Like autism, ADHD has become a prominent children’s issue, in large part due to rapidly increasing rates of diagnosis. According to a report released by the CDC in 2010, 1 in 10 children between the ages of 4–17 is diagnosed with ADHD, which represents a 22% increase from 2003. The dramatic increase in children diagnosed with ADHD inevitably provokes questions about what is causing this trend. Moreover, with so many children afflicted with this disorder, debate about the best course of treatment, and particularly the safety of psychoactive medications, has also become ubiquitous. Stimulants such as Ritalin and Adderall have helped many children better manage symptoms of ADHD. At the same time, there are concerns that these medications are being overprescribed, may have harmful side effects, and/or may mask symptoms children will eventually need to learn to cope with without medication. In this Discussion, you will consider why rates of ADHD in children have increased, and what the implications of treatment might be. Reflect on the following:
With these thoughts in mind, follow the instructions below to post your response to this Discussion topic.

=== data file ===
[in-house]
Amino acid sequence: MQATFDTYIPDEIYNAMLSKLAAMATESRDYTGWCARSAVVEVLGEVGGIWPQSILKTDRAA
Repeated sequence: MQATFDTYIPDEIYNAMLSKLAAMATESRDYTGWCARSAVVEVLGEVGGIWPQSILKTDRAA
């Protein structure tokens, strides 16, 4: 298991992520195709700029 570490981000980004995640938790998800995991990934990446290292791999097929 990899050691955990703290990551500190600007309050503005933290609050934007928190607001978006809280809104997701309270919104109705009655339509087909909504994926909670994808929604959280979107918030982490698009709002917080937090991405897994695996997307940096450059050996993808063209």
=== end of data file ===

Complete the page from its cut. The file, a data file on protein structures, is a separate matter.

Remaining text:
Post an explanation of your thoughts on the factor(s) that have contributed to the increase in children with ADHD over the past decade. In addition, explain how you think ADHD should be treated in children, particularly if and how drug therapies should be used, and why. Be sure to use the Learning Resources to support your thinking..
This pamphlet provides an overview of attention deficit hyperactivity disorder, one of the most common childhood disorders. Focus on possible causes, symptoms, and treatments of this condition.
In this article, Thomas Brown describes the implications of ADHD for professionals working with children in group or classroom settings. Focus on the prevalence of ADHD in children as well as how professionals can expect it to influence children’s behavior and development.